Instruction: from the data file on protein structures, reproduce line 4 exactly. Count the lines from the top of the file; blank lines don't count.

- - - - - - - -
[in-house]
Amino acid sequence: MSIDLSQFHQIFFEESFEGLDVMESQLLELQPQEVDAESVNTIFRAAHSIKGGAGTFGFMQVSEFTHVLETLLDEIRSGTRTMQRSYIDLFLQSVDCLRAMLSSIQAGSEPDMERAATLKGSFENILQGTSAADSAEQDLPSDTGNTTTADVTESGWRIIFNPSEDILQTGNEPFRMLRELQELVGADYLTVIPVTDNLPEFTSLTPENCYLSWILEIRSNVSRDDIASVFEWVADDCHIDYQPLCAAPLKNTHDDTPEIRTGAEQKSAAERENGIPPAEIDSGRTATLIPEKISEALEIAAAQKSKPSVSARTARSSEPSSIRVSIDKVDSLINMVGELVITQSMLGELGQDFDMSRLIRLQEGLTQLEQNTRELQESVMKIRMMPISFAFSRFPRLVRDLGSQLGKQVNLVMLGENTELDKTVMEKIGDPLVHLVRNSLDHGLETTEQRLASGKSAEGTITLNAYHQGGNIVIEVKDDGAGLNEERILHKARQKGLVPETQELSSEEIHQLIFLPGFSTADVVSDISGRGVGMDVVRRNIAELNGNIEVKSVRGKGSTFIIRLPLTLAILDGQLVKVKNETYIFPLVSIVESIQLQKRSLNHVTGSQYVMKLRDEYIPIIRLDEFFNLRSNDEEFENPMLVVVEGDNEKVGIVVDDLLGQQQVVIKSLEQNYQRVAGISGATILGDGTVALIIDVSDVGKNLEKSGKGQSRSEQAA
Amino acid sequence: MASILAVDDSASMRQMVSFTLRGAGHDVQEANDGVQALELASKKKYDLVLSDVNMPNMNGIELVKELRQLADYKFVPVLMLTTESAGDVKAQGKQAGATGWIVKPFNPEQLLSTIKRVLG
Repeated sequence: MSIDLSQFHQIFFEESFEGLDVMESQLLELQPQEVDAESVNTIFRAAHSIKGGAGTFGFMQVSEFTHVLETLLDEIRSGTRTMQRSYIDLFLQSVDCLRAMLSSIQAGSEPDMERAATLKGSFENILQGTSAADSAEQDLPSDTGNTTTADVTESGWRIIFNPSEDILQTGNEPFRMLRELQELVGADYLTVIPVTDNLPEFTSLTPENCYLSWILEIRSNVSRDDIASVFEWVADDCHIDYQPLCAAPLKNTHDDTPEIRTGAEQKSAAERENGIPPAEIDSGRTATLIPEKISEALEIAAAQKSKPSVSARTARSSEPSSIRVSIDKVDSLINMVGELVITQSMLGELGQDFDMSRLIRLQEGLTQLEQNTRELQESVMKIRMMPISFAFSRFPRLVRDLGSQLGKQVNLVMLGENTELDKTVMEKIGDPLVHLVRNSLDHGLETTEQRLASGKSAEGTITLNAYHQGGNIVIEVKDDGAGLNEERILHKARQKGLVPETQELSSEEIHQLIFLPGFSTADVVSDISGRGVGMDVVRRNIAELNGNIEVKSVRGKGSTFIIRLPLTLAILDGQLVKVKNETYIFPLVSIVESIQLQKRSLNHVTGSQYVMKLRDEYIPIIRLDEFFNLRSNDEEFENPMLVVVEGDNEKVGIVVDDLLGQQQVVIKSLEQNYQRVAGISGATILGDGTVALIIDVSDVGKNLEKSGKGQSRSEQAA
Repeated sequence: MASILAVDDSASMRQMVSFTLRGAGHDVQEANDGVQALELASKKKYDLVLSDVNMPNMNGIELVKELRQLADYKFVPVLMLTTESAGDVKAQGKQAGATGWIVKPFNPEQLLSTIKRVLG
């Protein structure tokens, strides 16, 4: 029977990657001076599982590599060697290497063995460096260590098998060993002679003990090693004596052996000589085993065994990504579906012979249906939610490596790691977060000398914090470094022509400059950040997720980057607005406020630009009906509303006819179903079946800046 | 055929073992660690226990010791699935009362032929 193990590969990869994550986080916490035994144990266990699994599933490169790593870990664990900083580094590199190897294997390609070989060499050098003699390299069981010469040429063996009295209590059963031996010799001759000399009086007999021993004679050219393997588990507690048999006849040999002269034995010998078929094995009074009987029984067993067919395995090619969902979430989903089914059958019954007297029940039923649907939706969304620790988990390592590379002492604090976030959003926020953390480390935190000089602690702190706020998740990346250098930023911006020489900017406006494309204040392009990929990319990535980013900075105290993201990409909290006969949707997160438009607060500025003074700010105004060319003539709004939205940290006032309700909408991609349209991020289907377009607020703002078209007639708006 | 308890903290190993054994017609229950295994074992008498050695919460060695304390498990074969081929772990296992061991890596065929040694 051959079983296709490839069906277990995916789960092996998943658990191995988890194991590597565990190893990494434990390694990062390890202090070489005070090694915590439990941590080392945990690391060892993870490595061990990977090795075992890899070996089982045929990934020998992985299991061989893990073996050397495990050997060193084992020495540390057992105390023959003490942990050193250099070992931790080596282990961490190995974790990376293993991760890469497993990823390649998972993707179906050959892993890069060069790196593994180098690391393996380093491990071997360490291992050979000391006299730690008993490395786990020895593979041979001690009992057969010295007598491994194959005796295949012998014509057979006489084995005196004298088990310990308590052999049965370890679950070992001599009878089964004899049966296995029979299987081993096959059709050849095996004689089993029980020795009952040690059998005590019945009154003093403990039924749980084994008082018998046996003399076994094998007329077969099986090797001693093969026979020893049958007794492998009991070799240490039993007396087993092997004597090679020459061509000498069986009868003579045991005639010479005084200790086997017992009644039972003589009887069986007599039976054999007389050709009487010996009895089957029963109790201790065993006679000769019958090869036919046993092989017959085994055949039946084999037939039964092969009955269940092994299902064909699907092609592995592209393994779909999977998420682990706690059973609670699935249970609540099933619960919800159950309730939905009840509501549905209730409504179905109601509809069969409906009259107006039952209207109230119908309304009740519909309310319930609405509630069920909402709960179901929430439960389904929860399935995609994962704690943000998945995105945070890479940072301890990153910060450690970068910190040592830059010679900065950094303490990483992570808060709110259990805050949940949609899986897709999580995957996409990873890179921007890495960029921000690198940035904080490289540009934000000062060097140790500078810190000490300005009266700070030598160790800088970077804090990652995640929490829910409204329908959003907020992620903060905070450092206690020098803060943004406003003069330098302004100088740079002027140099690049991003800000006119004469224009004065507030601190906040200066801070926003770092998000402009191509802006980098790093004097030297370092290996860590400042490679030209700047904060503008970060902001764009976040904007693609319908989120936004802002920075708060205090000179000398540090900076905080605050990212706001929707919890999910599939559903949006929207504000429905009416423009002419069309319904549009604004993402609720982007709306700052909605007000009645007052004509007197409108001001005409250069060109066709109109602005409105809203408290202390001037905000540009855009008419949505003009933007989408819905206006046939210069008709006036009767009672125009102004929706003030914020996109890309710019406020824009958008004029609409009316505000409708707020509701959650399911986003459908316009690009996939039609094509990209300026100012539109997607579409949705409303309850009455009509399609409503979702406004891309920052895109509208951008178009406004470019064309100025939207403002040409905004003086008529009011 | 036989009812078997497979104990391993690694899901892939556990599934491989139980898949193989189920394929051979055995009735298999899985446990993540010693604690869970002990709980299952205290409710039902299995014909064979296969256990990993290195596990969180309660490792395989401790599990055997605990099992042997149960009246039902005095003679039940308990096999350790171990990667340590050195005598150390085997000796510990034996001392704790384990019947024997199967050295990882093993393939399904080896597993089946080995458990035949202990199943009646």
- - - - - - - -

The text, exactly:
Repeated sequence: MSIDLSQFHQIFFEESFEGLDVMESQLLELQPQEVDAESVNTIFRAAHSIKGGAGTFGFMQVSEFTHVLETLLDEIRSGTRTMQRSYIDLFLQSVDCLRAMLSSIQAGSEPDMERAATLKGSFENILQGTSAADSAEQDLPSDTGNTTTADVTESGWRIIFNPSEDILQTGNEPFRMLRELQELVGADYLTVIPVTDNLPEFTSLTPENCYLSWILEIRSNVSRDDIASVFEWVADDCHIDYQPLCAAPLKNTHDDTPEIRTGAEQKSAAERENGIPPAEIDSGRTATLIPEKISEALEIAAAQKSKPSVSARTARSSEPSSIRVSIDKVDSLINMVGELVITQSMLGELGQDFDMSRLIRLQEGLTQLEQNTRELQESVMKIRMMPISFAFSRFPRLVRDLGSQLGKQVNLVMLGENTELDKTVMEKIGDPLVHLVRNSLDHGLETTEQRLASGKSAEGTITLNAYHQGGNIVIEVKDDGAGLNEERILHKARQKGLVPETQELSSEEIHQLIFLPGFSTADVVSDISGRGVGMDVVRRNIAELNGNIEVKSVRGKGSTFIIRLPLTLAILDGQLVKVKNETYIFPLVSIVESIQLQKRSLNHVTGSQYVMKLRDEYIPIIRLDEFFNLRSNDEEFENPMLVVVEGDNEKVGIVVDDLLGQQQVVIKSLEQNYQRVAGISGATILGDGTVALIIDVSDVGKNLEKSGKGQSRSEQAA